Brooks by the Numbers at the Great Oregon Steam-Up
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Bob Smith, one of the Scouts, never forgot the Case. Eleven years later, he bought the engine and he and his father restored it to working condition. Today, his grandson, Zach Smith, Tacoma, Wash., operates the engine at Antique Powerland.
According to Zach, in 1990 the Smithsonian Institute confirmed No. 711 as the oldest working steam traction engine in the U.S. The engine was originally horse-steered (hence the seat at front) but was converted in 1909 to a self-steered unit. Zach runs the engine at about 50 psi. “We don’t need to push it,” he says. “It was originally rated at 150 psi; for a stationary power plant, that was pretty large. And there’s no clutch. It’s either in or out. It goes real fast, so it always leads the parade.”
820 combined hp
This 1978 Caterpillar DD9H is a double tractor configuration that measures 42-1/2 feet long and weighs 178,000 pounds. With 820 combined hp, the rig had no trouble gaining right of way.
Owner: Dick Colf, Woodland, Wash.
Dan Thompson, Winnemucca, Nev., is the third owner of this 1893 4 hp Golden Gate engine manufactured by Adam Schilling & Sons, San Francisco. “It was originally purchased to power a family-owned gold mine,” he says. “The man I bought it from was 79 when he sold it to me. He had never seen it run, but he remembered playing on it as a kid. I assume it was used to run a small crusher or something like that.”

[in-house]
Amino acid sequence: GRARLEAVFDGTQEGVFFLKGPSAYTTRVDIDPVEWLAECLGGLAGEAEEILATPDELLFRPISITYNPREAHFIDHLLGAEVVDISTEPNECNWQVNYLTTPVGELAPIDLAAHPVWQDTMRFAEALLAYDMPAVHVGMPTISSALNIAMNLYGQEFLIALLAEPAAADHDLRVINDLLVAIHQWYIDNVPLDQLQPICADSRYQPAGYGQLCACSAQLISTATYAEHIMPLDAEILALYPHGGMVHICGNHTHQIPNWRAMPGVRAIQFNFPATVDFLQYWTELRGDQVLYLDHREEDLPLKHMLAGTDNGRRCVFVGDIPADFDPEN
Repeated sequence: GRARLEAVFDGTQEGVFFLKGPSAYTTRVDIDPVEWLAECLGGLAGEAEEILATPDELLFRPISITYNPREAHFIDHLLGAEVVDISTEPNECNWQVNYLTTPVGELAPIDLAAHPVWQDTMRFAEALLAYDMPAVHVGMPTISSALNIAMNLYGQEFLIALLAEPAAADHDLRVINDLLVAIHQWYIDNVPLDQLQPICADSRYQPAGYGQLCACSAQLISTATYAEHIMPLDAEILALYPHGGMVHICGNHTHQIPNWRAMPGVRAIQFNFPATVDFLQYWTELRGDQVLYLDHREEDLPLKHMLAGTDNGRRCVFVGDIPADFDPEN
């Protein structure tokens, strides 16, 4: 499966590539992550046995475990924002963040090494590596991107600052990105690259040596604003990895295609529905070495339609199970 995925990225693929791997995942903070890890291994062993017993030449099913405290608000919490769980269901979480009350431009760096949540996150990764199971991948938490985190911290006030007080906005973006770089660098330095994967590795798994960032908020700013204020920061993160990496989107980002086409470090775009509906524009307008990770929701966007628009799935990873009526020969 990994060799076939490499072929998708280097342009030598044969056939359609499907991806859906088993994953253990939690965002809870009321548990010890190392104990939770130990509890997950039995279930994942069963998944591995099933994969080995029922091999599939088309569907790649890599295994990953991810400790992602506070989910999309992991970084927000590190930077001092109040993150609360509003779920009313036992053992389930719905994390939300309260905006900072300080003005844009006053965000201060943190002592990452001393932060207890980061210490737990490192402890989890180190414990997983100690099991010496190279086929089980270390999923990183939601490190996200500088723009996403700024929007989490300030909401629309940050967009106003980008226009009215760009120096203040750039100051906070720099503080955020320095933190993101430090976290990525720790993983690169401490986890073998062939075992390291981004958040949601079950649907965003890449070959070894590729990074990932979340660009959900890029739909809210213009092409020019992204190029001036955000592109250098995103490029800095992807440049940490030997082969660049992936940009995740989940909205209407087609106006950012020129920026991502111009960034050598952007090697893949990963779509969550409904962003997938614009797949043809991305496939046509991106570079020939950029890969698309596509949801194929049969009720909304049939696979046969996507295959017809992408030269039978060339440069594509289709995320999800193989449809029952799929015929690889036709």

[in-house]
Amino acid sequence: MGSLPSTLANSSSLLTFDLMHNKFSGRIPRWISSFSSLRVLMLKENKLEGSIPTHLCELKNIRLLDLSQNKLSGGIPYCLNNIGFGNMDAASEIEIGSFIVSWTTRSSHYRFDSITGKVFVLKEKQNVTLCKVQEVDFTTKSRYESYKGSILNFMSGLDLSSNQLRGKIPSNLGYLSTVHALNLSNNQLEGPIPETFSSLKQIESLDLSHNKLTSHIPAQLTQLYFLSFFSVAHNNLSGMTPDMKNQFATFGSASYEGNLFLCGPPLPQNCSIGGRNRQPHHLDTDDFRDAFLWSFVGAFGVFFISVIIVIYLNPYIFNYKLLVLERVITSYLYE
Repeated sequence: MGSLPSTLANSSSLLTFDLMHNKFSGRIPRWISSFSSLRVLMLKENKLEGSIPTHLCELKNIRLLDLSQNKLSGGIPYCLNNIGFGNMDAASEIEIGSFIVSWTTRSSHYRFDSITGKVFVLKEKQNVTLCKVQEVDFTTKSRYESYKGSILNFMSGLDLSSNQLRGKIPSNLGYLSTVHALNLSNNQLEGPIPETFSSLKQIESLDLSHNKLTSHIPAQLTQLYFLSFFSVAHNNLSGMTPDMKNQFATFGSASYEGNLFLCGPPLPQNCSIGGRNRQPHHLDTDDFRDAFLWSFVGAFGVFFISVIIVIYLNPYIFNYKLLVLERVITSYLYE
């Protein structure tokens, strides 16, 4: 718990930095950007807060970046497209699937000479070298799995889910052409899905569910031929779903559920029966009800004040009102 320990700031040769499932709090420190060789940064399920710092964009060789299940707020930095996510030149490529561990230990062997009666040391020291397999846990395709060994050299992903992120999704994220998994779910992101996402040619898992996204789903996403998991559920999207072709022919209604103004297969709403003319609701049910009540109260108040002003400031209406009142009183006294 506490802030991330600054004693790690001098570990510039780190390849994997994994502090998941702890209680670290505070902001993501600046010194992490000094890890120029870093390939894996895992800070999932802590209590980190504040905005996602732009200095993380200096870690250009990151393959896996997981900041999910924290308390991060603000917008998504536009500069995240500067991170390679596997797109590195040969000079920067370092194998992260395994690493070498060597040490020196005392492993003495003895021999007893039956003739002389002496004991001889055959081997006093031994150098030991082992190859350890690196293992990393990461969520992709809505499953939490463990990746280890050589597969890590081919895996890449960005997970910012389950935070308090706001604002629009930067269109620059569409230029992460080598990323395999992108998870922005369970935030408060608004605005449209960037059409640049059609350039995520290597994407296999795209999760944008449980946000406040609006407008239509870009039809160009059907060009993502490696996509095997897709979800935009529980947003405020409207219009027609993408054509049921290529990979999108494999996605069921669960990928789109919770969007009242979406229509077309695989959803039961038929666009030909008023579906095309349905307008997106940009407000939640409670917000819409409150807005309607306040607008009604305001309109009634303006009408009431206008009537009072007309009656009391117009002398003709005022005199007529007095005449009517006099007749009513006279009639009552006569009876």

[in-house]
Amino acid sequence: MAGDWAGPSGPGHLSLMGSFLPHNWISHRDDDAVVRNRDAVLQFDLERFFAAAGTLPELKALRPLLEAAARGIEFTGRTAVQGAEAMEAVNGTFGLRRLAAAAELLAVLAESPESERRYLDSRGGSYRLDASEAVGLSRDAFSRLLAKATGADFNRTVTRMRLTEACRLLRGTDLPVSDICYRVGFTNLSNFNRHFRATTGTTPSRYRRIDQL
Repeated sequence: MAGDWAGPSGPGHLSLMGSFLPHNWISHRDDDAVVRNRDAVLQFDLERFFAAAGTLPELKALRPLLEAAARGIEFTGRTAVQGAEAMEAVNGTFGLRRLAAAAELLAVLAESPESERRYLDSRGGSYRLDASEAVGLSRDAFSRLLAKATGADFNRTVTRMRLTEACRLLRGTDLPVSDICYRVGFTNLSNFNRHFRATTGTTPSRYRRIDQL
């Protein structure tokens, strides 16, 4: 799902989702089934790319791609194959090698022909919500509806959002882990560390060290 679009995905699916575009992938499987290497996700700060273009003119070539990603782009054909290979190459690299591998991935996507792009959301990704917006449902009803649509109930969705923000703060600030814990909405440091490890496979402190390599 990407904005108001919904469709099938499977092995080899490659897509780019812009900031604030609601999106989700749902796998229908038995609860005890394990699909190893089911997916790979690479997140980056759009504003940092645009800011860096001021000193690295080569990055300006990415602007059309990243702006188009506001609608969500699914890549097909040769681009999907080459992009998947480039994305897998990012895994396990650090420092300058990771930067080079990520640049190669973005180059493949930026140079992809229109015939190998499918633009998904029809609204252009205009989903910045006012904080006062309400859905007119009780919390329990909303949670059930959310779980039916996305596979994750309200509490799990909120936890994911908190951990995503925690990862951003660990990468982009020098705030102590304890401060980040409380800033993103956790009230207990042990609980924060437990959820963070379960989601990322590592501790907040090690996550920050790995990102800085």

When Dan got the engine it was complete except for one oiler and the muffler. “It was in fairly decent shape but it had a lot of extremely fragile parts,” he says. He did a complete restoration and built a cart.
The engine has an unusual design, with an overhead camshaft that controls the stroke of the intake valve. “It’s kind of like an early fuel injection system,” Dan says. “It has a lot of moving parts and it runs beautiful. People really like to watch it run.” Schilling engines are rare; Dan says he knows of only four or five others like his.
When Roy Thompson’s 1915 Russell 20 hp steam engine was shipped from Massillon, Ohio, to Gervais, Ore., in May 1915, it created a minor spectacle. “The buyer had ordered the engine and a railcar full of equipment,” Roy says. “Two men in their 90s told me independently that farmers came from miles around, with picnic lunches, to watch it all be unloaded.” Nearly 100 years later, the 22,000-pound behemoth still draws crowds.
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